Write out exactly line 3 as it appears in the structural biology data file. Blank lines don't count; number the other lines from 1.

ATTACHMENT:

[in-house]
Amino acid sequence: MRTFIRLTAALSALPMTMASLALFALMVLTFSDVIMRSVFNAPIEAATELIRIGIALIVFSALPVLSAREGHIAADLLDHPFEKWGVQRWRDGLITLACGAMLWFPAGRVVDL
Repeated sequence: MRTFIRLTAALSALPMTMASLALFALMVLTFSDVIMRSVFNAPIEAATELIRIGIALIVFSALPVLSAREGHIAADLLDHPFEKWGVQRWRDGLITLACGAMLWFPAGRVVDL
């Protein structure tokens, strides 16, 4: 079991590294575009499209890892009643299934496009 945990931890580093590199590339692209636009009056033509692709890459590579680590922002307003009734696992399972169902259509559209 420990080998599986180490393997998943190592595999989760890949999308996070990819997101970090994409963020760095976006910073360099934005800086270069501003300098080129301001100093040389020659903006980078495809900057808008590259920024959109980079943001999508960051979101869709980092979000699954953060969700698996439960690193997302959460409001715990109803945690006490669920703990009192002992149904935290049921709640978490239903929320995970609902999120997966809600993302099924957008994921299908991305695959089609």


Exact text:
Repeated sequence: MRTFIRLTAALSALPMTMASLALFALMVLTFSDVIMRSVFNAPIEAATELIRIGIALIVFSALPVLSAREGHIAADLLDHPFEKWGVQRWRDGLITLACGAMLWFPAGRVVDL